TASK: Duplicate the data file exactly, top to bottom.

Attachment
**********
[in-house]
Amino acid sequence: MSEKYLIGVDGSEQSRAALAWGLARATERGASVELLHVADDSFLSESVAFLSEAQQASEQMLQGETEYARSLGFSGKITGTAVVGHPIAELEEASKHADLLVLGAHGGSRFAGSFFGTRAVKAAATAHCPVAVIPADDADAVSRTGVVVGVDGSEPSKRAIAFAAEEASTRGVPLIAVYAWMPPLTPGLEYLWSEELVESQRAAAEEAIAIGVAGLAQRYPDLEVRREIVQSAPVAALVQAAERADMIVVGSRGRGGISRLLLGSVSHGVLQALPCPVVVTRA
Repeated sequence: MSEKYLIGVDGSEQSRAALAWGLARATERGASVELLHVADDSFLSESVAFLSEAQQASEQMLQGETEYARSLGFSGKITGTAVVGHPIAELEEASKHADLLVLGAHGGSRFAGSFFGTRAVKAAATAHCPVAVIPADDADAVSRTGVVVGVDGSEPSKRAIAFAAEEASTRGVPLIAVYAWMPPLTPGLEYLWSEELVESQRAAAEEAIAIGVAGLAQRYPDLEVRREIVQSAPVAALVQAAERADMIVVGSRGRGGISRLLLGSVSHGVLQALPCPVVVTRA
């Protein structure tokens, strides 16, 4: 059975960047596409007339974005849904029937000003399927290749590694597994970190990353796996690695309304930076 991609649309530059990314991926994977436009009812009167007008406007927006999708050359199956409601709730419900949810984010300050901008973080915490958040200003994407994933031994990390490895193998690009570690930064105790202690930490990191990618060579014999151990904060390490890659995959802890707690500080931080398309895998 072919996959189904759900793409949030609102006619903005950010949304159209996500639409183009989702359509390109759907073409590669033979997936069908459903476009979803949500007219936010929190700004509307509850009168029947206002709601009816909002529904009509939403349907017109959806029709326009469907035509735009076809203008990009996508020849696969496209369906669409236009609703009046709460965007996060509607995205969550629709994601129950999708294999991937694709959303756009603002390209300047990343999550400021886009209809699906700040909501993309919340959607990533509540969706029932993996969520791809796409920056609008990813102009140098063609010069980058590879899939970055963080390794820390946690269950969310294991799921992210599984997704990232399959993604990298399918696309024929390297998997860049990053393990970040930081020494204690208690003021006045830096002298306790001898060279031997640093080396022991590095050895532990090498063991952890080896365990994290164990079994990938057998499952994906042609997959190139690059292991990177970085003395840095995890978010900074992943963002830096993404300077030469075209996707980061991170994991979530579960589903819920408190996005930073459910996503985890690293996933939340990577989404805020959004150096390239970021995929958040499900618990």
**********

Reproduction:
[in-house]
Amino acid sequence: MSEKYLIGVDGSEQSRAALAWGLARATERGASVELLHVADDSFLSESVAFLSEAQQASEQMLQGETEYARSLGFSGKITGTAVVGHPIAELEEASKHADLLVLGAHGGSRFAGSFFGTRAVKAAATAHCPVAVIPADDADAVSRTGVVVGVDGSEPSKRAIAFAAEEASTRGVPLIAVYAWMPPLTPGLEYLWSEELVESQRAAAEEAIAIGVAGLAQRYPDLEVRREIVQSAPVAALVQAAERADMIVVGSRGRGGISRLLLGSVSHGVLQALPCPVVVTRA
Repeated sequence: MSEKYLIGVDGSEQSRAALAWGLARATERGASVELLHVADDSFLSESVAFLSEAQQASEQMLQGETEYARSLGFSGKITGTAVVGHPIAELEEASKHADLLVLGAHGGSRFAGSFFGTRAVKAAATAHCPVAVIPADDADAVSRTGVVVGVDGSEPSKRAIAFAAEEASTRGVPLIAVYAWMPPLTPGLEYLWSEELVESQRAAAEEAIAIGVAGLAQRYPDLEVRREIVQSAPVAALVQAAERADMIVVGSRGRGGISRLLLGSVSHGVLQALPCPVVVTRA
């Protein structure tokens, strides 16, 4: 059975960047596409007339974005849904029937000003399927290749590694597994970190990353796996690695309304930076 991609649309530059990314991926994977436009009812009167007008406007927006999708050359199956409601709730419900949810984010300050901008973080915490958040200003994407994933031994990390490895193998690009570690930064105790202690930490990191990618060579014999151990904060390490890659995959802890707690500080931080398309895998 072919996959189904759900793409949030609102006619903005950010949304159209996500639409183009989702359509390109759907073409590669033979997936069908459903476009979803949500007219936010929190700004509307509850009168029947206002709601009816909002529904009509939403349907017109959806029709326009469907035509735009076809203008990009996508020849696969496209369906669409236009609703009046709460965007996060509607995205969550629709994601129950999708294999991937694709959303756009603002390209300047990343999550400021886009209809699906700040909501993309919340959607990533509540969706029932993996969520791809796409920056609008990813102009140098063609010069980058590879899939970055963080390794820390946690269950969310294991799921992210599984997704990232399959993604990298399918696309024929390297998997860049990053393990970040930081020494204690208690003021006045830096002298306790001898060279031997640093080396022991590095050895532990090498063991952890080896365990994290164990079994990938057998499952994906042609997959190139690059292991990177970085003395840095995890978010900074992943963002830096993404300077030469075209996707980061991170994991979530579960589903819920408190996005930073459910996503985890690293996933939340990577989404805020959004150096390239970021995929958040499900618990």